We’ve scored a good day to explore Bilbao, drizzly in the morning, clear and cool to follow. From our vantage point, the city is shrouded in fog and mist – I’m glad I took my hilltop photos yesterday.
A bus takes us into town – it’s incredibly built up, but we’re heading for the old city, set on the waters of Ria de Bilbao.
Our bus driver helpfully points us in the direction of the market, Mercado de la Ribera – he must have heard tummies rumbling. It’s a pretty building, built in an art deco style in 1930, and one of Europe’s largest undercover markets covering two levels of fruit and vegetables, meat, seafood and endless pintxios bars.
Bilbao’s old town grew around the river in the 14th century and it’s still the heart of activity with many ground floor car bars and shops, residential flats above. It’s very easy to become disoriented with its curving streets and winding river. Google maps rescues us frequently.
We pass a gorgeous buildings: the Teatro Arriaga, a 20th century theatre with a beautiful copper roof.
In a word, it’s spectacular. Modern in the extreme, it’s a work of art in itself. Built to resemble both a ship and and an opening flower, its true genius is the thin coating of titanium that covers it, rendering it a muse to the light with an endlessly changing facade. It’s a photographer’s delight.
As stunning as the museum is, I can’t do it justice from our vantage point but before I cross the river for an orgy of photography, there’s one sight I’ve been dying to see: the living sculpture entitled “Puppy” (or as I call him, Dogsy) commisioned for the museum’s opening in 1997. He’s gorgeous, a riot of summer flowers and he is indeed a very good boy, having faithfully conquered “sit” for decades.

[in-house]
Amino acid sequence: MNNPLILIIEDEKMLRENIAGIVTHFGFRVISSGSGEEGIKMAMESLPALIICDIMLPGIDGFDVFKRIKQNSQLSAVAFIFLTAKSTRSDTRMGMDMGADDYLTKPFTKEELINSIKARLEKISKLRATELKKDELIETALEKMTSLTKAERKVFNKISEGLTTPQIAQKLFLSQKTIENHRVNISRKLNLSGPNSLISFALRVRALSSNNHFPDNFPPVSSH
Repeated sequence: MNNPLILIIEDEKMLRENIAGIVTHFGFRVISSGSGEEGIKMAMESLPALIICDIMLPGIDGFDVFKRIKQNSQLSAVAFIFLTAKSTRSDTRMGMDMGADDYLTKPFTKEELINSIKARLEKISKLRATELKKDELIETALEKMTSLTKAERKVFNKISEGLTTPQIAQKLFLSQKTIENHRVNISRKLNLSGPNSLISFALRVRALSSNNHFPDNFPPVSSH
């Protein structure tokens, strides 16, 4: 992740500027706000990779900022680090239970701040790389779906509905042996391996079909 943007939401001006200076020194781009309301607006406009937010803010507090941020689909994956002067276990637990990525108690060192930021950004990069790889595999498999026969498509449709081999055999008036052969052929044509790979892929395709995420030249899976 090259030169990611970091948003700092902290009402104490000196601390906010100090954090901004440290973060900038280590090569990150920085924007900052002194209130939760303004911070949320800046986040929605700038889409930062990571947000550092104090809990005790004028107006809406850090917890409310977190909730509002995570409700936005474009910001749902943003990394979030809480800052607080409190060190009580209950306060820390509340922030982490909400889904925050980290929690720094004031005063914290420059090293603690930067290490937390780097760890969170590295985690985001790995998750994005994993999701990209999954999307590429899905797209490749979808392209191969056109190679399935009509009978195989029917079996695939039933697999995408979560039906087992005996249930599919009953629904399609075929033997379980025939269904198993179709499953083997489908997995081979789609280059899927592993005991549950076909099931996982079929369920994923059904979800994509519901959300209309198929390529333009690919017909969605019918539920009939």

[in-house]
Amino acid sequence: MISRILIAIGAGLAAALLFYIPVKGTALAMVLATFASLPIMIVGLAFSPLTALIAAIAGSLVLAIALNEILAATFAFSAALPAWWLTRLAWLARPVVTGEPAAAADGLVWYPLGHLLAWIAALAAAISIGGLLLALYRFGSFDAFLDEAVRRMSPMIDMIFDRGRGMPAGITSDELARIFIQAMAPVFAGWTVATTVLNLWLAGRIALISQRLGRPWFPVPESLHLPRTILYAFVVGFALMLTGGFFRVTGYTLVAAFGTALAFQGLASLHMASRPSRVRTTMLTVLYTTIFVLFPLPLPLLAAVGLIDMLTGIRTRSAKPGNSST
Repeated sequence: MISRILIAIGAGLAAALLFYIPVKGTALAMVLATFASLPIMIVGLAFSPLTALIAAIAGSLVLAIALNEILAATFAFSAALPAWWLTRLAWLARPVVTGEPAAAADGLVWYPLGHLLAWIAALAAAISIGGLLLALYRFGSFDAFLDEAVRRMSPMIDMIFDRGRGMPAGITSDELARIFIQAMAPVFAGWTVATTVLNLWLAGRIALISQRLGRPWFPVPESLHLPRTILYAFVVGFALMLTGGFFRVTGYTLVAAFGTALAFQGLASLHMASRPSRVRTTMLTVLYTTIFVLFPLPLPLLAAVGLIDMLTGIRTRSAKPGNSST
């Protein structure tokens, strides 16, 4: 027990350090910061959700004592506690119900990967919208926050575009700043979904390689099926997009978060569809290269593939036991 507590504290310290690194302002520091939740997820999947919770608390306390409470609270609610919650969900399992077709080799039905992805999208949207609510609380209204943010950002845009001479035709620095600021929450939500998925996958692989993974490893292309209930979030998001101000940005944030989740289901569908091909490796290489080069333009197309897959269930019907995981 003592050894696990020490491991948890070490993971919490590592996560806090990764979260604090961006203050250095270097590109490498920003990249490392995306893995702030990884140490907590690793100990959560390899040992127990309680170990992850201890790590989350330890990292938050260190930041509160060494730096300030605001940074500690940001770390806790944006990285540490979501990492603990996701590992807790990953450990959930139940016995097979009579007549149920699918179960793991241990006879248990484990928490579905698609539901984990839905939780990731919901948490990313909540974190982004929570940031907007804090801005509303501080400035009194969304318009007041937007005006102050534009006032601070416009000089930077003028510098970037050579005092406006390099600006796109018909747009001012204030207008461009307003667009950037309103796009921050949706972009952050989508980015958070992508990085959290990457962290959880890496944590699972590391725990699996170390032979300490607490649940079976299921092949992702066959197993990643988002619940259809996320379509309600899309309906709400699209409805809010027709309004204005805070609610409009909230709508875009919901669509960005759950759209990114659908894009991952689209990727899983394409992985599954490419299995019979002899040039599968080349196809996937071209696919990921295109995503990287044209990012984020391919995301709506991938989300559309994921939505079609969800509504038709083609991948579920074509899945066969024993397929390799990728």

Nearby a group of street performers, dress as hip-hop ducks, clacking their beaks in beat, have little kids enthralled. When they receive a donation from a little one, they engage fully, leaning in and pretending to nip, sending them jumping for cover. It’s hard to tell who’s having more fun: the kids, the parents with cameras in hand, or the crowd gathered to watch. The clackers, as I’ve named them, are fabulous, one of the best street acts I’ve seen.
River crossed, the Guggenheim unfolds before us in all her glory. It’s a truly magnificent building and were it not for Chris, I’d happily sit here until sunset photographing the changing light, or better yet, hoping for an elusive reflective shot in still waters.
As I’m in snap happy heaven, we have a visitor, a nun from the nearby convent, who manages to convey that if we think this is good, the Bibliotheca is better. It proves to be an excellent tip. Our guidebook doesn’t mention it, but it is indeed a jewel. Google finds it, the local library back in the old city, and it’s 19th century opulent loveliness with stained glass, moulded ceilings and beautiful light fittings.
The Sister knew her stuff – how kind of her to share her treasure with complete strangers.
The city is reawakening after the afternoon close, we wander around a little more and then settle for a drink. I succumb to churros and chocolate, Chris a beer. We’re in the square in front of the cathedral beside a fountain, which despite the surrounding bustle, is a peaceful spot. A well earned rest after hours of walking.
Drinks lead to dinner. We navigate to a highly recommended pintxios bar in the Plaza Nueva, only to find it not only closed, but shut down. Very odd, as its website is still active. The Plaza Nueva is a Neo Classical arched square with plenty of eating options and pavement restaurants. It’s also a local playground – taking advantage of no traffic in the square, kids are playing soccer, riding their bikes and generally having a good time. On Sundays, the Plaza becomes a plant, animal and antique market.